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Last Updated: Monday, 20 March 2006, 19:46 GMT
Smoking advice for city bar staff
No smoking sign
Bar workers have been told to refuse persistent smokers service
A step by step guide for bar staff on how to deal with difficult customers who flout the forthcoming smoking ban has been issued in Glasgow.

The ban comes into force at 0600 GMT on Sunday 26 March and the guidance explains the new legislation.

It offers advice on how to deal with persistent smokers by refusing service or asking them to leave the premises.

The guide has been issued by NHS Greater Glasgow and Glasgow City Council in response to demand.

Lisa Buck, senior health promotion officer, said: "The demand from employees for help to stop smoking is huge at the moment."

Alastair Ewing, principal officer with environmental protection services, added: "Calling Time on Smoking provides bar workers with useful contact numbers and a step by step flow chart for dealing with difficult customers."

We're now being the frontline enforcement officers and I don't think that's what was intended originally
Alistair Don
Scottish Licensed Trade Association

Tips for helping bars to prepare for the smoking ban include having no smoking signs in place and removing ashtrays.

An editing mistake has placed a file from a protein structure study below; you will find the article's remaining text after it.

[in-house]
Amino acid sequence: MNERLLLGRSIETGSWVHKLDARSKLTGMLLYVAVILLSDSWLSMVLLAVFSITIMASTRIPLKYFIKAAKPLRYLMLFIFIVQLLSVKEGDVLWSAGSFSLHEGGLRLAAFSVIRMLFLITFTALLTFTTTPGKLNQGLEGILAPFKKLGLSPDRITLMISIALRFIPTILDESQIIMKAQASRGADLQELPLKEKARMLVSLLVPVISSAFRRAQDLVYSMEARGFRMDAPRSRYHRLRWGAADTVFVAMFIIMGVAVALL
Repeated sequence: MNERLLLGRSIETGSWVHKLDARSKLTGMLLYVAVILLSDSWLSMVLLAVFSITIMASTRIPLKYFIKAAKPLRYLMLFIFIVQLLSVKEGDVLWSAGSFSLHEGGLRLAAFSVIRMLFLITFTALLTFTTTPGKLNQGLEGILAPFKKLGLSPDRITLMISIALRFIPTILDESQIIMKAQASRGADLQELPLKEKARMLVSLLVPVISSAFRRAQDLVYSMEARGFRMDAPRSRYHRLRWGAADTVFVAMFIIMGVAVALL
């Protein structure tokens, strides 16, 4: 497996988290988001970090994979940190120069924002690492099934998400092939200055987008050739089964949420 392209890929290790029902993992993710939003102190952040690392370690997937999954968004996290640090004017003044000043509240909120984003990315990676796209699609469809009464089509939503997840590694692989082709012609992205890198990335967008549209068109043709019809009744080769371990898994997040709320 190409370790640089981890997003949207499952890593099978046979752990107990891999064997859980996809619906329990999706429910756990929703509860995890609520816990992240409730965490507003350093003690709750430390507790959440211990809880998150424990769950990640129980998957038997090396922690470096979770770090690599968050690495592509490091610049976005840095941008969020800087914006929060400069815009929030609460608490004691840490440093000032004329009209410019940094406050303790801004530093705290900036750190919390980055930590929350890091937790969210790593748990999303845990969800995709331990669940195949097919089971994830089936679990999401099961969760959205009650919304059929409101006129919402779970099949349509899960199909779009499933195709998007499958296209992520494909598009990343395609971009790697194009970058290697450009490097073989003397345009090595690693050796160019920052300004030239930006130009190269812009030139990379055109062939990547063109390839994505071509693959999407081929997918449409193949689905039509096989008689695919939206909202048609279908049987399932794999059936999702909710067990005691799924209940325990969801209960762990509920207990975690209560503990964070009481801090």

The guide advises bar staff to draw customers' attention to no smoking signs and show them outside.

If a smoker refuses, bar staff are told to explain why the smoking ban is in place.

If that fails the customer is refused service and ultimately asked to leave.

Mr Ewing was not prepared to discuss whether the council expected staff to help it enforce the ban.

Alistair Don, from the Scottish Licensed Trade Association, said the council wanted bar staff to become unpaid enforcers.

Criminal offence

"They don't want to face the confrontation but expect our staff to face the confrontation," he said.

"I think it's totally unfair - we're now being the frontline enforcement officers and I don't think that's what was intended originally.

"In fact the health minister said we would not be subject to enforcement, it would be environmental health that would be handling this."

Failure to comply with the law will be a criminal offence.

Smokers may be fined 50 for lighting up in smoke-free premises.

Businesses could be fined 200 for allowing patrons to smoke.


BBC NEWS: VIDEO AND AUDIO
See reaction to questions over who should enforce the law



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